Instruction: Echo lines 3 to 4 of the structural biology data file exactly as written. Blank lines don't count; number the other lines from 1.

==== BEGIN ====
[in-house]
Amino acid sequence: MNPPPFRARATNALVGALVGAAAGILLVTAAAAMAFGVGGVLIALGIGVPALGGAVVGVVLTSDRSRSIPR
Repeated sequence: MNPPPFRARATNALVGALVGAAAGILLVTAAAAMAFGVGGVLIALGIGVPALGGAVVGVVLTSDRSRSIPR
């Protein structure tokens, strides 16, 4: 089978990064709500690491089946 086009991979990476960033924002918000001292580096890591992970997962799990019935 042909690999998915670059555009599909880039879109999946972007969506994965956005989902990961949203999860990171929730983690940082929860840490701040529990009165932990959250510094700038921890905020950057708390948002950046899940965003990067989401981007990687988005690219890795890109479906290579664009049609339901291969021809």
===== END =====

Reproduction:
Repeated sequence: MNPPPFRARATNALVGALVGAAAGILLVTAAAAMAFGVGGVLIALGIGVPALGGAVVGVVLTSDRSRSIPR
């Protein structure tokens, strides 16, 4: 089978990064709500690491089946 086009991979990476960033924002918000001292580096890591992970997962799990019935 042909690999998915670059555009599909880039879109999946972007969506994965956005989902990961949203999860990171929730983690940082929860840490701040529990009165932990959250510094700038921890905020950057708390948002950046899940965003990067989401981007990687988005690219890795890109479906290579664009049609339901291969021809």